We're just as a part of nature as bees and lemon trees, so why is stuff we made suddenly unnatural?

          Moreover, since it's completely arbitrary, why does it matter where we draw the line?

          It's a completely useless definition. That is, unless you want to make millions off of people who think "natural" things are better than "unnatural" things. Barnum called those people "suckers".

          • by ultranova (717540) on Thursday September 02, 2010 @04:45PM (#33456954)

            We're just as a part of nature as bees and lemon trees, so why is stuff we made suddenly unnatural?

            Mainly because our minds can invent new things faster than our bodies can adapt to them, thus something invented by us is more likely to cause serious trouble for our metabolism than something that bees or trees invented millions of years ago.

            • Re: (Score:3, Funny)

              by McNally (105243)

              thus something invented by us is more likely to cause serious trouble for our metabolism than something that bees or trees invented millions of years ago.

              I've got some foxglove growing out in my yard if you want to test that theory.. And if you survive that, there's a local amanita variant I can probably find without too much trouble if I go looking for it.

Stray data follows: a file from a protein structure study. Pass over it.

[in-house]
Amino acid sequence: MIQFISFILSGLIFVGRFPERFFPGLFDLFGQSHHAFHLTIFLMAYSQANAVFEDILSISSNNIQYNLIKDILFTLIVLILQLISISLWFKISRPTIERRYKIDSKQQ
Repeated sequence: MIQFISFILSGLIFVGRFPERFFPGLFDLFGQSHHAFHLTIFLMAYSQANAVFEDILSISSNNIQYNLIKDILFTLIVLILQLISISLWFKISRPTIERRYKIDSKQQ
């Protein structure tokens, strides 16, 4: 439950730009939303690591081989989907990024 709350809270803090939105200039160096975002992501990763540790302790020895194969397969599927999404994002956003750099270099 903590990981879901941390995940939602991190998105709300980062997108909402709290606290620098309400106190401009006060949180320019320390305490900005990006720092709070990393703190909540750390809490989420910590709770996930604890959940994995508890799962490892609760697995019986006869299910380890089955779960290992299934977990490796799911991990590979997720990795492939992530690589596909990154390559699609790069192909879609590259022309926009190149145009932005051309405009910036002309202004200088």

• Re:WD40 (Score:5, Informative)

        by Ark42 (522144) <slashdot@@@morpheussoftware...net> on Thursday September 02, 2010 @03:11PM (#33455528) Homepage
        Watch out for glossy "piano finish" surfaces like found around many newer TVs, monitors, and laptops. Goo Gone will actually smear the glossy surface as well as remove any gunk, leaving you with basically melted plastic that hardens into dull rough matte plastic after a short while. My 46" LCD looks great after I removed some stupid sticker from the side of it ::rolls eyes::
        • Re: (Score:3, Interesting)

          Peanut butter is the best stuff for removing sticky. The mix of polar and dipolar in a thick paste will cut everything in a mild way. Then sponge off with soapy water.

          Really, it works

        • Re:WD40 (Score:4, Informative)

          by Carnivore (103106) on Thursday September 02, 2010 @05:58PM (#33457806)

          I hate stickers with an OCD fervor, so I have become an expert at removing them. I have found that one of the most effective methods is to use the adhesive itself--most of the time when you peel a sticker off, some of the adhesive stays on the sticker. If you put that patch on the adhesive that stayed on the surface and make a small twisting motion, you can remove the residue quickly and without solvents or much heat build up.